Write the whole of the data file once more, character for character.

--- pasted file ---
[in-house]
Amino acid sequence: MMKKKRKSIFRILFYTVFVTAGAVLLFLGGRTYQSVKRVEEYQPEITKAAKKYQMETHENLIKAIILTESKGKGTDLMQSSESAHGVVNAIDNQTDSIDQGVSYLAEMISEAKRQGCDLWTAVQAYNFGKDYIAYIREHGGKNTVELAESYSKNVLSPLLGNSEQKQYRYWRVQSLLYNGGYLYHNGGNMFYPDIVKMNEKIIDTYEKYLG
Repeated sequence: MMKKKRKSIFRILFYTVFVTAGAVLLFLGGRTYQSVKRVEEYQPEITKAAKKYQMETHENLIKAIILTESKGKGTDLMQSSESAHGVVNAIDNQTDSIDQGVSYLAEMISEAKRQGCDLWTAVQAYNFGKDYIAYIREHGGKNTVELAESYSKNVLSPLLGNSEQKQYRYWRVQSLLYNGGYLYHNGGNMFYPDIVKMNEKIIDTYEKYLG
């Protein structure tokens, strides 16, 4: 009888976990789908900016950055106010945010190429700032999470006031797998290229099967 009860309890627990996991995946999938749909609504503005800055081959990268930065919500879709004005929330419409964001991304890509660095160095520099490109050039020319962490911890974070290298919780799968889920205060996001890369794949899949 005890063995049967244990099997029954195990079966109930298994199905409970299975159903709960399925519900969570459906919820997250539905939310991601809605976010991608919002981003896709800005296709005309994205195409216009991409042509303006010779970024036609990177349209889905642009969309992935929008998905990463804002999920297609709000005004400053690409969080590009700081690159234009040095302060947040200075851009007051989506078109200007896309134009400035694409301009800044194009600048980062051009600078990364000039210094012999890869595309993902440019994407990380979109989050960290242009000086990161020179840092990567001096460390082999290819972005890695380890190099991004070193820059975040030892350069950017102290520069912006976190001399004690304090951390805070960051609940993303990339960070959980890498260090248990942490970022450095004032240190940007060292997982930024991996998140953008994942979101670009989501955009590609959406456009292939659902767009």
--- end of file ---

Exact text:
[in-house]
Amino acid sequence: MMKKKRKSIFRILFYTVFVTAGAVLLFLGGRTYQSVKRVEEYQPEITKAAKKYQMETHENLIKAIILTESKGKGTDLMQSSESAHGVVNAIDNQTDSIDQGVSYLAEMISEAKRQGCDLWTAVQAYNFGKDYIAYIREHGGKNTVELAESYSKNVLSPLLGNSEQKQYRYWRVQSLLYNGGYLYHNGGNMFYPDIVKMNEKIIDTYEKYLG
Repeated sequence: MMKKKRKSIFRILFYTVFVTAGAVLLFLGGRTYQSVKRVEEYQPEITKAAKKYQMETHENLIKAIILTESKGKGTDLMQSSESAHGVVNAIDNQTDSIDQGVSYLAEMISEAKRQGCDLWTAVQAYNFGKDYIAYIREHGGKNTVELAESYSKNVLSPLLGNSEQKQYRYWRVQSLLYNGGYLYHNGGNMFYPDIVKMNEKIIDTYEKYLG
């Protein structure tokens, strides 16, 4: 009888976990789908900016950055106010945010190429700032999470006031797998290229099967 009860309890627990996991995946999938749909609504503005800055081959990268930065919500879709004005929330419409964001991304890509660095160095520099490109050039020319962490911890974070290298919780799968889920205060996001890369794949899949 005890063995049967244990099997029954195990079966109930298994199905409970299975159903709960399925519900969570459906919820997250539905939310991601809605976010991608919002981003896709800005296709005309994205195409216009991409042509303006010779970024036609990177349209889905642009969309992935929008998905990463804002999920297609709000005004400053690409969080590009700081690159234009040095302060947040200075851009007051989506078109200007896309134009400035694409301009800044194009600048980062051009600078990364000039210094012999890869595309993902440019994407990380979109989050960290242009000086990161020179840092990567001096460390082999290819972005890695380890190099991004070193820059975040030892350069950017102290520069912006976190001399004690304090951390805070960051609940993303990339960070959980890498260090248990942490970022450095004032240190940007060292997982930024991996998140953008994942979101670009989501955009590609959406456009292939659902767009």